Intelligence-Driven Security & Cyber Threat Intelligence

The phases of Threat Intelligence lifecycle and the sources of Threat intelligence

Cyber Threat Intelligence (CTI) can still be described as a nascent and fast-developing field. However, the practice ofintelligence itself is historically & commercially a very well-established discipline. Traditional intelligence focuses on six distinct phases that make up what is called the “intelligence cycle” and they are : Direction, Collection, Processing, Analysis, Dissemination & Feedback

 

Direction :

 

The direction phase of the lifecycle is when you set goals for the threat intelligence program. This involves understanding and articulating:

  • The information assets and business processes that need to be protected.
  • The potential impacts of losing those assets or interrupting those processes.
  • The types of threat intelligence that the security organization requires to protect assets and respond to threats.
  • Priorities about what to protect.

Once high-level intelligence needs are determined, an organization can formulate questions that channel the need for information into discrete requirements. For example, if a goal is to understand likely adversaries, one logical question would be, “Which actors on underground forums are actively soliciting data concerning our organization?”

 

Collection :

 

Collection is the process of gathering information to address the most important intelligence requirements. Information gathering can occur organically through a variety of means, including:

  • Pulling metadata and logs from internal networks and security devices.
  • Subscribing to threat data feeds from industry organizations and cybersecurity vendors.
  • Holding conversations and targeted interviews with knowledgeable sources.
  • Scanning open source news and blogs.
  • craping and harvesting websites and forums.
  • Infiltrating closed sources such as dark web forums.

Once high-level intelligence needs are determined, an organization can formulate questions that channel the need for information into discrete requirements. For example, if a goal is to understand likely adversaries, one logical question would be, “Which actors on underground forums are actively soliciting data concerning our organization?”

 

Processing :

 

Processing is the transformation of collected information into a format usable by the organization. Almost all raw data collected needs to be processed in some manner, whether by humans or machines. Different collection methods often require different means of processing. Human reports may need to be correlated. and ranked, deconflicted, and checked. An example might be extracting IP addresses from a security vendor’s report and adding them to a CSV file for importing to a security informa- tion and event management (SIEM) product. In a more tech- nical area, processing might involve extracting indicators from an email, enriching them with other information, and then communicating with endpoint protection tools for automated blocking.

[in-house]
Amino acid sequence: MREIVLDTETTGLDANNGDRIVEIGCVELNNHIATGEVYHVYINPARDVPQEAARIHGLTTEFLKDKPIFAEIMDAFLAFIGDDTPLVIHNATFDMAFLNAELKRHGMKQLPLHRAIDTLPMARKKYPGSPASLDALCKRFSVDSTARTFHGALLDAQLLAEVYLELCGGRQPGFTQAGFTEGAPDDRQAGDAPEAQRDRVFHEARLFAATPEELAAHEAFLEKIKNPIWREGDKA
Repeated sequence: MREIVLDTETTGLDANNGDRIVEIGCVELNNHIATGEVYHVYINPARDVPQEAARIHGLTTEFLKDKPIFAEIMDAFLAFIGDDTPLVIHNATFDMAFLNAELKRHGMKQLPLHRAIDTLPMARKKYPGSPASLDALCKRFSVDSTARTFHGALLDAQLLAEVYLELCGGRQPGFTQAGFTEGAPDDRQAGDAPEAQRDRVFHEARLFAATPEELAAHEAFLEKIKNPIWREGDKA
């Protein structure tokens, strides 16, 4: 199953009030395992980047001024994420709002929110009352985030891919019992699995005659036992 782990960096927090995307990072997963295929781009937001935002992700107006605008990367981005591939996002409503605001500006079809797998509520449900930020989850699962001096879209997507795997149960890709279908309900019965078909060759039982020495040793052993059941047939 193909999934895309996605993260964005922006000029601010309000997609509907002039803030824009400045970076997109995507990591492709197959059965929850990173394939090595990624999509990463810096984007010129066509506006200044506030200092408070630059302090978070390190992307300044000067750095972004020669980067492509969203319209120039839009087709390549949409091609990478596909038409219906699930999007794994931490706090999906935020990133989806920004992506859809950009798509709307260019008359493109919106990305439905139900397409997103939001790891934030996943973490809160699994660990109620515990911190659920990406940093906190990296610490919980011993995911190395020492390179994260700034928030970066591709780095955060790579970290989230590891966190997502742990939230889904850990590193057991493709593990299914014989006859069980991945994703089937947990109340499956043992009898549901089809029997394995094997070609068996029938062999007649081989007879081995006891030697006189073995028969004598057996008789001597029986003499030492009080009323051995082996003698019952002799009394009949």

Analysis :

 

Analysis is a human process that turns processed information into intelligence that can inform decisions. Depending on the circumstances, the decisions might involve whether to inves- tigate a potential threat, what actions to take immediately to block an attack, how to strengthen security controls, or how much investment in additional security resources is justified.

Dissemination -Dissemination involves getting the finished intelligence output to the places it needs to go. Most cybersecurity organizations have at least six teams that can benefit from threat intelligence. For each of these audiences you need to ask:

  • What threat intelligence do they need, and how can external information support their activities?
  • How should the intelligence be presented to make it easily understandable and actionable for that audience?
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  • How often should we provide updates and other information?
  • Through what media should the intelligence be disseminated?
  • How should we follow up if they have questions?

 

Feedback :

 

As you have no doubt gathered, we believe that it is critically important to understand your overall intelligence priorities and the requirements of the security teams that will be con- suming the threat intelligence. Their needs guide all phases of the intelligence lifecycle and tell you:

  • What types of data to collect
  • How to process and enrich the data to turn it into useful information
  • How to analyze the information and present it as actionable intelligence
  • To whom each type of intelligence must be disseminated, how quickly it needs to be disseminated, and how fast to respond to questions.

 

Tools and People :

 

Tools are essential to automating the collection, processing, and dissemination steps in the intelligence lifecycle and to supporting & accelerating analysis. Without the right tools, analysts will spend all their time on the mechanical aspects of these tasks & never have time for real analysis. Most mature threat intelligence groups leverage two types of tools:

  • Threat intelligence solutions that are designed to collect, process, and analyze all types of threat data from internal, technical, and human sources..
  • Existing security tools, such as SIEMs and security analytics tools, which collect and correlate security events and log data.

Human analysts are equally if not more important. You can’t rely on tools to interview security experts and probe closed dark web forums, and you need people to analyze and synthesize intelligence for the people in the security organization and management who will consume it.

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